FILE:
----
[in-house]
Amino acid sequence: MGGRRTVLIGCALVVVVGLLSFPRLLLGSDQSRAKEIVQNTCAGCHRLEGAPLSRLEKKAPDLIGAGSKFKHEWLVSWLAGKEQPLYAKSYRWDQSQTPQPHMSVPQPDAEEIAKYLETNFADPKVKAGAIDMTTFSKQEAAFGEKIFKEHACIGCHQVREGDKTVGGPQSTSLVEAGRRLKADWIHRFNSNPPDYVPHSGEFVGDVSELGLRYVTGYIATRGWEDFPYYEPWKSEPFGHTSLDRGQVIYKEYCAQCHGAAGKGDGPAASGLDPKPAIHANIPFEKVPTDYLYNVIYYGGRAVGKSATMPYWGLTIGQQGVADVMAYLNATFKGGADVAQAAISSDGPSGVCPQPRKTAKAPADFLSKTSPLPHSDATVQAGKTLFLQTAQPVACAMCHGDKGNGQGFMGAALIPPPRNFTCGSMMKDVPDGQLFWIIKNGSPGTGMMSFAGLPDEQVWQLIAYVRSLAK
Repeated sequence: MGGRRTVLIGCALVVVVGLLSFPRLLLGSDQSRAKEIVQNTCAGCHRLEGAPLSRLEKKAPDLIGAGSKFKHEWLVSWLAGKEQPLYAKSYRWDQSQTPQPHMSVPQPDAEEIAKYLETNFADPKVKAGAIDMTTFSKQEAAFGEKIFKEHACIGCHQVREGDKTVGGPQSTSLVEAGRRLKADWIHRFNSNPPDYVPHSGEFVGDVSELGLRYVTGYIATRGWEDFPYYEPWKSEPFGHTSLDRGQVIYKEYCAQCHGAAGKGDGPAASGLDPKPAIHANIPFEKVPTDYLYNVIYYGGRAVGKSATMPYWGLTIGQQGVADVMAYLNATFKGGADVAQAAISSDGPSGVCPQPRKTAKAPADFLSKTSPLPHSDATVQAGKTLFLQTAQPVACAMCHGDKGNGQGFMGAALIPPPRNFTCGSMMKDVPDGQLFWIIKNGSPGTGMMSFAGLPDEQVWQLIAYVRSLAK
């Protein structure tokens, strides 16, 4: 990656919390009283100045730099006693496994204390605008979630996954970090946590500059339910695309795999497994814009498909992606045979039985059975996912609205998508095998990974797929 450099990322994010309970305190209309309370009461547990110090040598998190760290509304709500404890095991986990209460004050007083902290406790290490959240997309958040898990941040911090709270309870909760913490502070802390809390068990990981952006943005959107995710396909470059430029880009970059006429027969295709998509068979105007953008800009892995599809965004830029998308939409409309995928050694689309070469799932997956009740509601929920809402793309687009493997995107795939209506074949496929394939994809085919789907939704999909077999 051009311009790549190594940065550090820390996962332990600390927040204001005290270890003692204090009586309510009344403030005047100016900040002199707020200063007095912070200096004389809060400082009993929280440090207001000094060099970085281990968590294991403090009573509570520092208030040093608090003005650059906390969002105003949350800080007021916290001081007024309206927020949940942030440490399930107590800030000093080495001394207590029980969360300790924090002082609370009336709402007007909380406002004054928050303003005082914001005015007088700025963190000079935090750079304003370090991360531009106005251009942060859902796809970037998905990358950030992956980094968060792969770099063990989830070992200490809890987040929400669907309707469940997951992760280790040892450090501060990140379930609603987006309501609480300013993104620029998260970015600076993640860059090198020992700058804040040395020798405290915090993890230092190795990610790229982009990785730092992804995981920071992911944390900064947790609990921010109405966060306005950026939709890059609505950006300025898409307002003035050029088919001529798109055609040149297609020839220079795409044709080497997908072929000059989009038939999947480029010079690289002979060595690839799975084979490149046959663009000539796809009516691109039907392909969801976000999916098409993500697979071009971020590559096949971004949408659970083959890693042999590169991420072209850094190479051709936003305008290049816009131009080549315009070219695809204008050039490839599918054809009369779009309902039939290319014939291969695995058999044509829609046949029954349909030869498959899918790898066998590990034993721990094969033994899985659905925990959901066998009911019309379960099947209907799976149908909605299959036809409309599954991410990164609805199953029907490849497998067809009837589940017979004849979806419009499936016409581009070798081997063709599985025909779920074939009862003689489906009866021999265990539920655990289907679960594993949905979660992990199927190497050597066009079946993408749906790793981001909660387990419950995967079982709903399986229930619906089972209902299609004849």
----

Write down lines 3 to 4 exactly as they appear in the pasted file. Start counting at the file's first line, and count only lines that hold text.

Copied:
Repeated sequence: MGGRRTVLIGCALVVVVGLLSFPRLLLGSDQSRAKEIVQNTCAGCHRLEGAPLSRLEKKAPDLIGAGSKFKHEWLVSWLAGKEQPLYAKSYRWDQSQTPQPHMSVPQPDAEEIAKYLETNFADPKVKAGAIDMTTFSKQEAAFGEKIFKEHACIGCHQVREGDKTVGGPQSTSLVEAGRRLKADWIHRFNSNPPDYVPHSGEFVGDVSELGLRYVTGYIATRGWEDFPYYEPWKSEPFGHTSLDRGQVIYKEYCAQCHGAAGKGDGPAASGLDPKPAIHANIPFEKVPTDYLYNVIYYGGRAVGKSATMPYWGLTIGQQGVADVMAYLNATFKGGADVAQAAISSDGPSGVCPQPRKTAKAPADFLSKTSPLPHSDATVQAGKTLFLQTAQPVACAMCHGDKGNGQGFMGAALIPPPRNFTCGSMMKDVPDGQLFWIIKNGSPGTGMMSFAGLPDEQVWQLIAYVRSLAK
């Protein structure tokens, strides 16, 4: 990656919390009283100045730099006693496994204390605008979630996954970090946590500059339910695309795999497994814009498909992606045979039985059975996912609205998508095998990974797929 450099990322994010309970305190209309309370009461547990110090040598998190760290509304709500404890095991986990209460004050007083902290406790290490959240997309958040898990941040911090709270309870909760913490502070802390809390068990990981952006943005959107995710396909470059430029880009970059006429027969295709998509068979105007953008800009892995599809965004830029998308939409409309995928050694689309070469799932997956009740509601929920809402793309687009493997995107795939209506074949496929394939994809085919789907939704999909077999 051009311009790549190594940065550090820390996962332990600390927040204001005290270890003692204090009586309510009344403030005047100016900040002199707020200063007095912070200096004389809060400082009993929280440090207001000094060099970085281990968590294991403090009573509570520092208030040093608090003005650059906390969002105003949350800080007021916290001081007024309206927020949940942030440490399930107590800030000093080495001394207590029980969360300790924090002082609370009336709402007007909380406002004054928050303003005082914001005015007088700025963190000079935090750079304003370090991360531009106005251009942060859902796809970037998905990358950030992956980094968060792969770099063990989830070992200490809890987040929400669907309707469940997951992760280790040892450090501060990140379930609603987006309501609480300013993104620029998260970015600076993640860059090198020992700058804040040395020798405290915090993890230092190795990610790229982009990785730092992804995981920071992911944390900064947790609990921010109405966060306005950026939709890059609505950006300025898409307002003035050029088919001529798109055609040149297609020839220079795409044709080497997908072929000059989009038939999947480029010079690289002979060595690839799975084979490149046959663009000539796809009516691109039907392909969801976000999916098409993500697979071009971020590559096949971004949408659970083959890693042999590169991420072209850094190479051709936003305008290049816009131009080549315009070219695809204008050039490839599918054809009369779009309902039939290319014939291969695995058999044509829609046949029954349909030869498959899918790898066998590990034993721990094969033994899985659905925990959901066998009911019309379960099947209907799976149908909605299959036809409309599954991410990164609805199953029907490849497998067809009837589940017979004849979806419009499936016409581009070798081997063709599985025909779920074939009862003689489906009866021999265990539920655990289907679960594993949905979660992990199927190497050597066009079946993408749906790793981001909660387990419950995967079982709903399986229930619906089972209902299609004849």